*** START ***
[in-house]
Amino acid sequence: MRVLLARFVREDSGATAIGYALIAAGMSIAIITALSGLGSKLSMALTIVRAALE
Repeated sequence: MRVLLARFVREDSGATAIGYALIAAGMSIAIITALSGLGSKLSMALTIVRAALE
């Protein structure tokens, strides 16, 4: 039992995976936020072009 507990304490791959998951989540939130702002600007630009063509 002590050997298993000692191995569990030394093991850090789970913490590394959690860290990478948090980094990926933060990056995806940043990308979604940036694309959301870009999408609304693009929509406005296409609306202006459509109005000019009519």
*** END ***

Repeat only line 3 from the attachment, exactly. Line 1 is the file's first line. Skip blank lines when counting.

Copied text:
Repeated sequence: MRVLLARFVREDSGATAIGYALIAAGMSIAIITALSGLGSKLSMALTIVRAALE